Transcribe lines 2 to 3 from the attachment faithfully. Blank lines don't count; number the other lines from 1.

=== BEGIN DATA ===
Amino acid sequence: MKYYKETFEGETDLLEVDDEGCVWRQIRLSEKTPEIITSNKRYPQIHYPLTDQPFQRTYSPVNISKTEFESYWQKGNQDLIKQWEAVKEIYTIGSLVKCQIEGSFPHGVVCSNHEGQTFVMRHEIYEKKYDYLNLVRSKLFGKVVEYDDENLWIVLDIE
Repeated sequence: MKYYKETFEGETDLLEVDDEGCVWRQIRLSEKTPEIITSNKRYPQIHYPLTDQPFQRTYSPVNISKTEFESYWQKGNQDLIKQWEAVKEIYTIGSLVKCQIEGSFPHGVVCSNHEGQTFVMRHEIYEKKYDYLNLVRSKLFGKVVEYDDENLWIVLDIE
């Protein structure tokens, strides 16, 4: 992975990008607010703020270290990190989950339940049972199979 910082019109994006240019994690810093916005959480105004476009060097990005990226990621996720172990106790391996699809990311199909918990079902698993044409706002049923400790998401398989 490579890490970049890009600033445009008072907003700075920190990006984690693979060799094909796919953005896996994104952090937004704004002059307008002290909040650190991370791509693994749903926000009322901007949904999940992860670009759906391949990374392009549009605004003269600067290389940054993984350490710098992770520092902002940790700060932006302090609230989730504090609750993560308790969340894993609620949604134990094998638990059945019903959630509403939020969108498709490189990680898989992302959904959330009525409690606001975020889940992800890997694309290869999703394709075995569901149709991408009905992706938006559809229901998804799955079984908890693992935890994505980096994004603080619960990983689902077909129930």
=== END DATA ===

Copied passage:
Repeated sequence: MKYYKETFEGETDLLEVDDEGCVWRQIRLSEKTPEIITSNKRYPQIHYPLTDQPFQRTYSPVNISKTEFESYWQKGNQDLIKQWEAVKEIYTIGSLVKCQIEGSFPHGVVCSNHEGQTFVMRHEIYEKKYDYLNLVRSKLFGKVVEYDDENLWIVLDIE
């Protein structure tokens, strides 16, 4: 992975990008607010703020270290990190989950339940049972199979 910082019109994006240019994690810093916005959480105004476009060097990005990226990621996720172990106790391996699809990311199909918990079902698993044409706002049923400790998401398989 490579890490970049890009600033445009008072907003700075920190990006984690693979060799094909796919953005896996994104952090937004704004002059307008002290909040650190991370791509693994749903926000009322901007949904999940992860670009759906391949990374392009549009605004003269600067290389940054993984350490710098992770520092902002940790700060932006302090609230989730504090609750993560308790969340894993609620949604134990094998638990059945019903959630509403939020969108498709490189990680898989992302959904959330009525409690606001975020889940992800890997694309290869999703394709075995569901149709991408009905992706938006559809229901998804799955079984908890693992935890994505980096994004603080619960990983689902077909129930």